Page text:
Cash Is King On October 1 1974

-12 -6 0 6 12 Months from the date of accounting change

-12 -6 0 6 12 Months from the date of accounting change

Souric; i. Sunder, "The Relationship Between Accounting Changes and Stock Prices: Problems ol Measurement and Some Empirical ["viil ence ,nl Empirical Research in Accounting: Selected Studies (1973): 18.

to increased cash flow, which is what the DCF model predicts. After adjusting for movements in the broad market and other contemporaneous effects, companies switching to LIFO experienced significant share price increases, while firms switching to FIFO saw share price declines (see Exhibit 5.6). In fact, Biddle and Lindahl2 (1982) found that the larger the reduction in taxes resulting from the switch to LIFO, the greater the share price increase attributed to the change.

Much more topical than the LIFO-FIFO debate are accounting standards for mergers and acquisitions. In the United States, a transaction accounted for as a purchase requires that the difference between the price paid for the target and the book value of its assets (with some adjustment) be recorded as goodwill, and amortized over a period of up to 40 years.

2 G. Biddle and F. Lindahl, ''Stock Price Reactions to LIFO Adoptions: The Association Between Excess Returns and LIFO Tax Savings," Journal of Accounting Research, vol. 53 (1982), pp. 548-551.

Exhibit 5.7 Market Reaction to Purchase and Pooling Transactions

Exhibit 5.7 Market Reaction to Purchase and Pooling Transactions

Under pooling-of-interests accounting, the acquisition is reported at book value with no goodwill or amortization. Goodwill is generally not deductible for tax purposes so the acquiring company's cash flow will be the same regardless of the accounting method. Reported earnings will be higher under pooling accounting because there is no goodwill to amortize.3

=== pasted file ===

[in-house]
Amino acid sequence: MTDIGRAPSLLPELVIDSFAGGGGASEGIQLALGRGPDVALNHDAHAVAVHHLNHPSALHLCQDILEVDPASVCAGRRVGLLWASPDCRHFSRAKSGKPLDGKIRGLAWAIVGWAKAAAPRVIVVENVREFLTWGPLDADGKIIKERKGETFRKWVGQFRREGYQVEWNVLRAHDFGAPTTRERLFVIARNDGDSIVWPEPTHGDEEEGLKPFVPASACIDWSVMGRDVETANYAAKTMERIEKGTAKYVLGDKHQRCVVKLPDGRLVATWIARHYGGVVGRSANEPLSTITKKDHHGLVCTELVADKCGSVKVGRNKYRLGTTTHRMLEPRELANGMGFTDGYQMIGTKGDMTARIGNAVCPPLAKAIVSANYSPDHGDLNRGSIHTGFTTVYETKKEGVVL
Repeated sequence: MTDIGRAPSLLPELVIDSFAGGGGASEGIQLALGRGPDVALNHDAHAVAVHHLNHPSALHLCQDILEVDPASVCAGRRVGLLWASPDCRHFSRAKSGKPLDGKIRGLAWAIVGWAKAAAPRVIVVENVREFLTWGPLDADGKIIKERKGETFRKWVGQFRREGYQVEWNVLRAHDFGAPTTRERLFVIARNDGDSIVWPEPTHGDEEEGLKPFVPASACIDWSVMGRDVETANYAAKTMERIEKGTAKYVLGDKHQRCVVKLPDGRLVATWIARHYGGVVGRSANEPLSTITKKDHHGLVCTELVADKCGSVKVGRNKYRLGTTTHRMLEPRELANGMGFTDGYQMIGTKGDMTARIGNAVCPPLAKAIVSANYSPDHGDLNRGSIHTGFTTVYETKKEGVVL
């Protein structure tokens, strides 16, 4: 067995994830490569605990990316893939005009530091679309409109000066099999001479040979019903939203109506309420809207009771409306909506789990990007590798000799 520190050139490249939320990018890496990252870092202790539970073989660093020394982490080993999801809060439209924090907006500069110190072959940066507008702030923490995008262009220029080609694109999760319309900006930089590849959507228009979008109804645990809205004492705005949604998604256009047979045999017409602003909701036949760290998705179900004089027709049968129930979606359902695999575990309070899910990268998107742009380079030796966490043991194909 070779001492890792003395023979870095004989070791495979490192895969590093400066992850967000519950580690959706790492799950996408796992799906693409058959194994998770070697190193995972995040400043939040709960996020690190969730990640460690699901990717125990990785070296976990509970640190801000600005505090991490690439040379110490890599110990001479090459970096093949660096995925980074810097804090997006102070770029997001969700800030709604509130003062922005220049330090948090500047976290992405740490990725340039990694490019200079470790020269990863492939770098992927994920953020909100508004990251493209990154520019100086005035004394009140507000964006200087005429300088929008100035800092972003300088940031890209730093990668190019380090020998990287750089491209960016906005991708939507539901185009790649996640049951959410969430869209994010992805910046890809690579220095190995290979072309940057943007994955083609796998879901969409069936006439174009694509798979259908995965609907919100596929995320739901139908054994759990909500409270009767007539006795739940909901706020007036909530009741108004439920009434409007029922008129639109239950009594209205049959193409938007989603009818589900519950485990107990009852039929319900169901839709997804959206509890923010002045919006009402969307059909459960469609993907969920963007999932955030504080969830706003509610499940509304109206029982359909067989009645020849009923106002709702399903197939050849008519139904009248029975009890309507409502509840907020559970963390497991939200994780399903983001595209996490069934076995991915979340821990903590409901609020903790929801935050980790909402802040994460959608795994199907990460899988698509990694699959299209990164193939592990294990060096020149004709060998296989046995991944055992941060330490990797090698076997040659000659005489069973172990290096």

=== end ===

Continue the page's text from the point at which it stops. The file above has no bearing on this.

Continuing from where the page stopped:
There is a common perception that the market mechanically accepts the earnings impact of transactions. So investors should view more favorably deals treated as a pooling of interests. But Lindenberg and Ross4 have shown that the reverse is true. Analyzing more than 1,400 transactions, they found that the market responded positively to the purchase transactions paid for in cash, negatively to the pooling transactions, and was neutral about purchase transactions paid in shares, as shown on Exhibit 5.7. The authors hypothesize that the negative reaction to pooling may reflect the following:

• The market's view that pooling acquirers have less purchase price discipline than do purchase acquirers.

3 The Financial Accounting Standards Board has proposed eliminating pooling of interests accounting for transactions completed after December 31, 2000.

4 E. Lindenberg and M. Ross, ''To Purchase or to Pool: Does It Matter?" Journal of Applied Corporate Finance, vol. 12, no. 2 (summer 1999), pp. 32-47.

• The market's realization that the pooling acquirer will be unable to implement value creating activities, such as spinoffs or asset sales, or to conduct nonroutine stock buybacks in the near future.5

• The revelation that the management of the acquirer cares more about accounting cosmetics than financial flexibility.

Lindenberg and Ross go one step further and test whether companies with goodwill amortization are valued differently than other companies. If the market sees through goodwill, then price-earnings multiples should be much higher for companies with lots of goodwill amortization relative to other companies. This is because goodwill amortization reduces earnings, yet is not a cash charge. On the other hand, valuation multiples based on a cash flow measure like EBITDA (earnings before interest, taxes, depreciation, and amortization) should be in the same range as other companies in the same industry. The authors examined 3,633 companies and found that, as expected, companies with goodwill had higher PE ratios but not higher EBITDA multiples.